No leather shoes on Yom Kippur
I was just reading up on Yom Kippur because I’m expected to attend a “break the fast” party at the end of the holiday. This is when most Jews get together to stuff their faces after having fasted for 24 hours. I learned that, while everyone knows not to fast, they probably don’t know about four other prohibitions for that day.
For some reason, Jews are not supposed to wear leather shoes on Yom Kippur. Maybe god just didn’t want anyone to wear any good shoes at all, since it is a day of rest after all. Leather was just the best available footwear technology at the time, but I don’t think he would have been that specific without a reason. Was god not able to predict the development of plastic and other artificial materials? Throughout the Old Testament, it is quite evident that god wanted us to sacrifice a lot of livestock. With all that killing of animals, I would expect there to have been an abundance of leather available for shoes and other items of apparel. So, I don’t quite get why he would want to ban the wearing of leather shoes specifically.
Beyonce in Leather Boots
Maybe he really wanted to ban the wearing of sexy leather clothes to protect us from our sado-masochistic impulses. Of course, he couldn’t come right out and say we can’t dress in leather boots, tight leather pants, leather face masks and leather whips, since some people would have run right out and invented them that afternoon and committed all kinds of perverted sexual sins by that evening. No, he had to be more subtle and hope we stopped making leather apparel in general, thus avoiding the temptation entirely.
Some people really do want to follow all the rules, even the ones that are not commonly known, so they have already looked into other types of footwear that might be permissible. Crocs would seem to be a perfectly good alternative since they are completely made of artificial material.
Crocs on Yom Kippur?
However, according to Lithuanian religious leader Rabbi Elyashiv, crocs should be avoided since they are too comfortable and do not provide the level of suffering one should feel on the holiday. Yup, he wants you to suffer more. Sure, god could have just said “no comfortable shoes,” but that leaves it up to the discretion of the wearer as to whether or not they are really comfortable. It also makes his intent more apparent, which, at least according to some religious scholars, is the desire to make us suffer, if only for a day.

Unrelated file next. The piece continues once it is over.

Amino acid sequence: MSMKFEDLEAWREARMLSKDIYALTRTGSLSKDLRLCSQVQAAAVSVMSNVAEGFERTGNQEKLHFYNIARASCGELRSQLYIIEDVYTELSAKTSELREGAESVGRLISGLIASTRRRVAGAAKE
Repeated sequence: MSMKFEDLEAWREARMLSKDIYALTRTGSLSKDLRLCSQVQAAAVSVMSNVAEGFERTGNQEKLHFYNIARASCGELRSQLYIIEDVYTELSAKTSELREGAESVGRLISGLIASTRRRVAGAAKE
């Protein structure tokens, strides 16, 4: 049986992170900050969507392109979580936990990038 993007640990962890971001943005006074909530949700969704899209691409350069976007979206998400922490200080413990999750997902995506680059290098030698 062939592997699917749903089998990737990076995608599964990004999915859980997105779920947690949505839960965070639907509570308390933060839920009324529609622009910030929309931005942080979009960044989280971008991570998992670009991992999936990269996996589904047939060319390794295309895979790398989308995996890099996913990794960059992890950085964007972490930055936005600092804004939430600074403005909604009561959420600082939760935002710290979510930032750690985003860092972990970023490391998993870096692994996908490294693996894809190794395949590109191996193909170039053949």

On the other hand, maybe god wasn’t bothered so much by the leather as he was by red meat in general. Maybe god really just wanted to ban the eating of red meat to protect our hearts. He had already banned shellfish and a bunch of other “non-kosher” stuff, presumably to protect us from sickness, but probably didn’t want to keep raining down manna until we found some other decent food supply. Maybe he figured that we would be so busy sacrificing animals that there would only be barely enough left for one serving of red meat per person per week. I believe this limit was supposed to have been inscribed on the first Egyptian food pyramid. He probably didn’t think we were smart enough to figure out that it didn’t make much sense to burn all of our livestock and live in poverty and on the verge of starvation. He certainly couldn’t have realized that McDonalds would eventually give up counting how many billions of customers would be served artery-clogging beef by-products.
But maybe he really is smarter than I give him credit for. It could also be that he was actually thinking ahead to a time when people would actually be able to make decent shoes without leather and wanted to give the animal rights activists another good reason for banning the misuse of animals. Wouldn’t it be ironic if the one who made all those rules commanding us to sacrifice perfectly good livestock is actually a huge proponent of animal rights? I guess if we look at it from a wider perspective, we will realize that there really weren’t that many people back when the Laws of Moses were first made, so the impact on the livestock population probably wouldn’t have been as bad as it would be today. If a thousand Hebrews burned a thousand animals per year back then, can you imagine how many we would have to sacrifice today to meet the weekly quota? I don’t think there would be a burger left for McDonalds to sell and Italian leather goods would be unaffordable. So, god must have predicted we would eventually figure out that we had to stop sacrificing animals to avoid their extinction. Unfortunately, we haven’t been smart enough to figure out that too much red meat might kill you, and who wants to waste all that leftover leather?